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Life’s tools change but not human characteristics

The outside of the green building sitting at 301 N. Capitol Ave. in Corydon looks pretty much as it has looked since 1847. Inside this building we call ‘The Corydon Democrat,’ it is a study in changing times.
Lew M. O’Bannon bought the newspaper in 1908 and practiced law and politics here until his son, Robert, became publisher in 1943.
Not being an attorney himself, Robert rented out offices to others, including his son, Frank, who hung out his shingle to practice in 1957. As law partners died through the years, their tools of the trade ‘ books, records, desks, chairs, etc. ‘ were shifted from center stage to cubbyholes and closets in the building. No one feels comfortable dumping records, photos and equipment.
Recently, the law firm of Simpson, Thompson & Colin bought their own historic building along Capitol Avenue. Thus came the huge move from the offices they had occupied for generations on the second and third floors of The Corydon Democrat building.
Oh, the names of the lawyers had changed through the years, but the ‘stuff’ of practicing law remained the same or was put out of sight in storage.
The second floor looked pretty sad after their move, with only trash bags and boxes of documents to be shredded left behind. By contrast, the third floor had, for years, been the haven for overflow. Shelves were added to house old law books and records. I put my kids’ memorabilia from their school days in a spare room along with vintage clothing I had collected. When Faith and Robert O’Bannon died, there were many mementos, mainly photos, that were treasured and needed to be saved. When Frank became governor, all of his personal records went from the active law office on the second floor and were put into the mix on the third. Who could or should part with political campaign files or records from his 31 years in public service!
When a building is partly empty, all the blemishes caused by age and use show up. The old building will need some fixing up before it is ready for its new life, thus the need to empty the third-floor storage.
I have spent time sorting through the remnants of some 100 years of living. It was a strange feeling to burn countless files that contained detailed work by loyal co-workers. Life before computers was spent compiling meticulous numerical records and beautifully hand-written memos and letters. At the time of their origin, they were important and meaningful. Now, they were crumpled to burn and disappeared with the rising smoke. I felt I should apologize to all those whose lives were filled with such dedicated work. Through their efforts, they had enabled a system of law and public service to operate for its citizens. They deserved a memorial with dignity and praise, not a simple bonfire.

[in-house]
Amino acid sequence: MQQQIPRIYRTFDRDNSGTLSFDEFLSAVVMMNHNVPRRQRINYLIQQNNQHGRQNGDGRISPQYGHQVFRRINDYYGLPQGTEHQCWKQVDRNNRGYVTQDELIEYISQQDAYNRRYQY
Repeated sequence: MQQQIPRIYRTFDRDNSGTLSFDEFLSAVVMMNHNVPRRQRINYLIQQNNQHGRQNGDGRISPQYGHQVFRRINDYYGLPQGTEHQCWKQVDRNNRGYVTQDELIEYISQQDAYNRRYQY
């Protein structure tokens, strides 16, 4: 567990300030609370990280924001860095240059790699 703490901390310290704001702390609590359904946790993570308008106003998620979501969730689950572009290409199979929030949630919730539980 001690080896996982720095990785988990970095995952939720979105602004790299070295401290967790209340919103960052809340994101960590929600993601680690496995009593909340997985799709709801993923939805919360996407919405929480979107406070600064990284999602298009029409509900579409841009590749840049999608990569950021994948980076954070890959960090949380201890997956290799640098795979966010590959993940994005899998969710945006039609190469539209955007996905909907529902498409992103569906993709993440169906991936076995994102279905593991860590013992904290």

There are still piles of photos, books, awards and records on the third floor. There are stories there to be told. Your families have led lives that also need to be remembered, praised and from which we can learn.
What do you do with the remnants of your ancestors’ lives?
Thank goodness we are planning to create a county museum. It will be a modern place to preserve and interpret the ongoing themes of our lives.
Times are changing, and The Democrat building needs to change to be a useful location in downtown Corydon. Our amazing courtyard square is in a time of flux. We have new needs and new opportunities, and we have an active Main Street program headed by Catherine Turcotte. What a great time to be alive and part of the action as we approach our state’s 200th birthday in 2016.
Our tools for living may be changing but our basic human characteristics are not. We all need a purpose in life, shelter, a way to take care of our health, means to feed our families, a good education in order to know how to think, reason and act, friendships and an awareness of a supreme being. These elements of life can become easier if we look to those who tackled them in the past and then apply our new technology and unique experiences and talents.
Among my findings in the storage were Faith and Robert’s sesquicentennial costumes. When I attended this countywide festival years ago, it was a new experience for me. I was a young city woman who had married a young lawyer from Harrison County. During the months that we all planned and prepared for the celebration, I grew to understand the bonds and beauty of a rural, small town. Those times came back to me as I looked through the clothing, photographs and program books of 50 years ago. The gift of being part of a gathered community awaits us as we look forward to our bicentennial celebration. I hope to have an excuse to wear Faith O’Bannon’s pageant dress and to feel her spirit within me as I stand in the doorway of The Corydon Democrat building that is bursting with new activity.

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